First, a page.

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Imatinib was introduced on the cover of TIME magazine in 2001 as ‘the magic bullet’ to cure cancer, ushering in a new era of targeted cancer therapeutics that has transformed the modern landscape of cancer treatment. As the first tyrosine kinase inhibitor (TKI) targeting the Bcr-Abl protein, imatinib revolutionised the treatment of chronic myelogenous leukaemia (CML) by improving 10-year survival from 20% to 90%.1 In patients who achieve complete cytogenetic remission on imatinib, overall survival with CML is now comparable to that of population-based controls.2 Due to this metamorphosis from devastating diagnosis to chronic illness, better understanding of non-cancer-related morbidity and mortality is needed in patients with CML on long-term TKI therapy.
In this issue of Heart, Leong et al 3 examined the incidence of major adverse cardiovascular events (MACE) and cardiovascular mortality in 4238 patients with CML from Ontario, Canada between 1986 and 2017, as compared with an age-matched and sex-matched control group. Separate analyses were performed for patients diagnosed before and after the introduction of TKIs in 2001. MACE was defined as hospitalisation for myocardial infarction, cerebrovascular disease or peripheral arterial disease using administrative codes, while cardiovascular death was determined by the physician certifying the patient’s death.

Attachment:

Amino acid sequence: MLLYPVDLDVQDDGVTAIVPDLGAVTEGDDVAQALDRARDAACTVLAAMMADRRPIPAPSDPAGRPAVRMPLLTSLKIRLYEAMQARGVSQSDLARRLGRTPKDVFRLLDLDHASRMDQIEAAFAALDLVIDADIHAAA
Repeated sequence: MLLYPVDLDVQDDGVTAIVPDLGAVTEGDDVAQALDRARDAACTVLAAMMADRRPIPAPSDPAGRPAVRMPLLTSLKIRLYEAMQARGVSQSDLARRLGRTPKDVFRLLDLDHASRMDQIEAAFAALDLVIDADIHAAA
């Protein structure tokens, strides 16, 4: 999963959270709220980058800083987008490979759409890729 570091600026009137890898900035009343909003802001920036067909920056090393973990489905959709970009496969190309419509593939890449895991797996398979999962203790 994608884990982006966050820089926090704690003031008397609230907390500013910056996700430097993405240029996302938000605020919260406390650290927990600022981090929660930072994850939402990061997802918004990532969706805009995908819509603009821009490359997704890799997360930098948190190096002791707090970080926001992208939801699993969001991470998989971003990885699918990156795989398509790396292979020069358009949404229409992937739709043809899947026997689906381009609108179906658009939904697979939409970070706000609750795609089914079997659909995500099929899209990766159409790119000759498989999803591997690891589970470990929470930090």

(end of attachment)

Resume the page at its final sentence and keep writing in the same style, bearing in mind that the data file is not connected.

Among 46 618 patients included in the study, the authors found increased risk of all-cause mortality in the patients with CML that was attenuated post-TKIs, consistent with known improvement in overall survival on TKI therapy. While risks of MACE and cardiovascular mortality were lower in the patients with CML pre-TKIs, there were no differences between the CML and control groups post-TKIs. In fact, the risk of peripheral arterial disease was higher in the patients with CML post-TKIs (HR=1.66 (95% CI 1.15 to …
Contributors I conceived and designed the work, drafted the article, critically revised the article and provided final approval for publication.
Funding The authors have not declared a specific grant for this research from any funding agency in the public, commercial or not-for-profit sectors.
Competing interests KWZ reports personal fees from Eidos Therapeutics, outside the submitted work.
Patient and public involvement Patients and/or the public were not involved in the design, or conduct, or reporting, or dissemination plans of this research.
Patient consent for publication Not required.
Provenance and peer review Commissioned; internally peer reviewed.
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